Is Justice Minister Tambadou’s decision to charge JCB Mendy compliant with the law?


By Alagi Yorro Jallow

I expect sane legal minds in The Gambia to speak on Section 232 of the 1997 Constitution and the prosecutorial powers of the Attorney General and Truth Reconciliation and Reparation Commission Act In addition to the immunities that exist in law, including executive, judicial, legislative, diplomatic and sovereign immunities, the political class in The Gambia has just created another: defection immunity.

If you defect from the immunity granting entity, your forgotten crimes shall instantly be revisited. And if you defect to the immunity granting entity, your crimes, no matter how egregious or glaringly monstrous they are, shall be forgotten or forgiven.
May the Good Lord save our land from perdition; and may our people who sheepishly have become the lapdogs of the political power elites be imbued with wisdom and the discerning spirit to save themselves from self- enslavement.
Our attention has been drawn to the trending news that JCB Mendy has been charged with murder, based on orders of the Attorney General last Wednesday and is to be arraigned on murder charges.


The prosecutorial decision that has been taken by the Justice ministry is a very grave one. It is unprecedented in the legal and political history of the Gambia. Let us go down memory lane. Section 232 of the constitution: Legal Proceedings “6 of 2001 13. (1) No member of the Armed Forces Provisional Ruling Council, any person appointed minister by the Armed Forces Provisional Ruling council or other appointees of the Armed Forces Provisional Ruling Council shall be held liable or answerable before a court or authority or under this Constitution or any other law, either jointly or severally, for an act or omission in the performance of his or her official duties.

(2) After the coming into force of this Constitution, it shall not be lawful for any court or tribunal to entertain any action or take any decision or make any order or grant any remedy or relief in any proceedings instituted against the government of The Gambia or any person acting under the authority of the Government of The Gambia, or against any person or persons acting in concert or individually to assist or bring about the change in government which took place on the twenty second day of July 1994, in respect of any act or omission relating to, or consequent upon:
(a) the overthrow of the government in power before the formation of the Armed Forces Provisional Ruling Council; or
(b) the suspension or abrogation of the Constitution of The Gambia 1970; or
© the establishment of the Armed Forces.

Provisional Ruling Council; or
(d) the establishment of this Constitution”.
Being a weighty issue, therefore, one would have imagined that the decision to put JCB Mendy on trial with frenetic speed, following the orders of the Attorney General, was not weighed very carefully. JCB Mendy is, in the eye of the law, presumed innocent, until the immunity clause in the constitution is removed. Being charged at all, however, implicates his right to immunity. In other words, once charged and arraigned, the likelihood is that in the end, irreparable damage would have been done to reputation and the integrity of the judiciary. The most important reason why JC Mendy ought not to have been charged before the courts, let alone being prepared for arraignment is because the charge is illegal and unconstitutional.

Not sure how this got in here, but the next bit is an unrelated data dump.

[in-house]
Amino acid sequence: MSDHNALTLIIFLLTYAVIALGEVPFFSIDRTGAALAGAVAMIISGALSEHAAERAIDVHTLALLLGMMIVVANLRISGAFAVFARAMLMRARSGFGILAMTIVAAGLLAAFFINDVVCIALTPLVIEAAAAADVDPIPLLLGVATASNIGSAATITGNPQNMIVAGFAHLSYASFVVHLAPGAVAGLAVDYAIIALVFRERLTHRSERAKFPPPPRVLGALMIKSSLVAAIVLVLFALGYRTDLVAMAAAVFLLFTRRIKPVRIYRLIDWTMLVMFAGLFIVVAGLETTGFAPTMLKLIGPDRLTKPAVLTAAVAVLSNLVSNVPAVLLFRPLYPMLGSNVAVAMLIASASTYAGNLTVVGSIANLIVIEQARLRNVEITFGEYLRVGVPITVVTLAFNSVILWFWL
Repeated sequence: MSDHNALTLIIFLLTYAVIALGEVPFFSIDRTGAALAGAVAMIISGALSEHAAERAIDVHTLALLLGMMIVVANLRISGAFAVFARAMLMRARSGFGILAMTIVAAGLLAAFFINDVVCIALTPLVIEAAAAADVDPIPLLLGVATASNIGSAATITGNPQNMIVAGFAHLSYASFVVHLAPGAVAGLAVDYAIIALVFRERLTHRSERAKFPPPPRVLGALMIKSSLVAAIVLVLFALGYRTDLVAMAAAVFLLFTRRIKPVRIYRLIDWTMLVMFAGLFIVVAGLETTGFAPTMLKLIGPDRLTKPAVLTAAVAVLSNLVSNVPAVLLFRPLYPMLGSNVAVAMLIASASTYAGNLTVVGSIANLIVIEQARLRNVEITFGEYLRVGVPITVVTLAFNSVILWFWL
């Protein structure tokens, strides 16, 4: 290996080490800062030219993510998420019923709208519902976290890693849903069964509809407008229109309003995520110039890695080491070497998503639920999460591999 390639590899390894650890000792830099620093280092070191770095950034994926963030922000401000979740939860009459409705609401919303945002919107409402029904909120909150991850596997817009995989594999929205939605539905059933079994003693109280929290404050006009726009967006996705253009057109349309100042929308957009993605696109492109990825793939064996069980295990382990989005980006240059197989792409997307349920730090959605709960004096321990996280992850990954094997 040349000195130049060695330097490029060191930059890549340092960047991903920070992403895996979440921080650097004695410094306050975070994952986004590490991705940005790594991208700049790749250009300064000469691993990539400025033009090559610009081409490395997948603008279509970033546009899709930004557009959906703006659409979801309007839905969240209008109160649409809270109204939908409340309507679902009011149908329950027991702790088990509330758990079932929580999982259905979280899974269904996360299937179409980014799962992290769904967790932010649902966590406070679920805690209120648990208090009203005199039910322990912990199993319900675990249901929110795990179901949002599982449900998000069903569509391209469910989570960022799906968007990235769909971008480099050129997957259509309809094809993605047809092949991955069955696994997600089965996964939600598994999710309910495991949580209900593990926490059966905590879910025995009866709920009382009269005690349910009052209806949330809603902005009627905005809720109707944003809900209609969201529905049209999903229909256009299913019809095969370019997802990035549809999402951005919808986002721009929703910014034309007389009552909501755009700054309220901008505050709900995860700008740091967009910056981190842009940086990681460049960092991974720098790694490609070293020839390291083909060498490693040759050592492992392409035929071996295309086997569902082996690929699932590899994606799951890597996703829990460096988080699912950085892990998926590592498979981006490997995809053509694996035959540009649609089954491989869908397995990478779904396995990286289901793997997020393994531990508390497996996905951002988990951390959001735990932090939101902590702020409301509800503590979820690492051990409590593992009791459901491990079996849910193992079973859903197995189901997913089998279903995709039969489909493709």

Section 232 of the Constitution held that a person acting under the instruction or authority of the AFPRC can be tried in a court of law.
This is the position of the law position we took when that decision was handed down was that the prosecution had no Constitutional basis. Section 232 of the Constitution persons immunised enjoy immunity against arrest and prosecution, while they are in service of the AFPRC. They do enjoy executive immunity and are covered by Section 232 of the Constitution. The court, therefore, cannot grant to the Attorney General an immunity the Constitution does not vest in it. The concept of legal immunity only covers the exercise of the legal powers of a person and his jurisdiction. No civil action or criminal action may be taken against him in respect of his work or actions, and he is shielded from criminal culpability if he commits a criminal offence while he was in office.

The immunity provision, however, remains the law in The Gambia today.
The Gambia is a constitutional democracy under the rule of law. By virtue of Section 232 of the Constitution of the Republic of The Gambia.
We support the fight against impunity in human rights violations and. But this fight must be done in scrupulous conformity with the rule of law.
In the light of the foregoing, we call on the president of The Gambia to direct that the charges filed against JCB Mendy for now be suspended until the legal remedies are put in place to proceed for prosecution or be withdrawn forthwith for its incompetence, even as the administration continues to explore other legitimate and constitutional means to continue its fight against human rights practices in our public life.

The allegations against JCB Mendy may be grave, but justice cannot be served by resorting to patent illegalities.

john cb mendy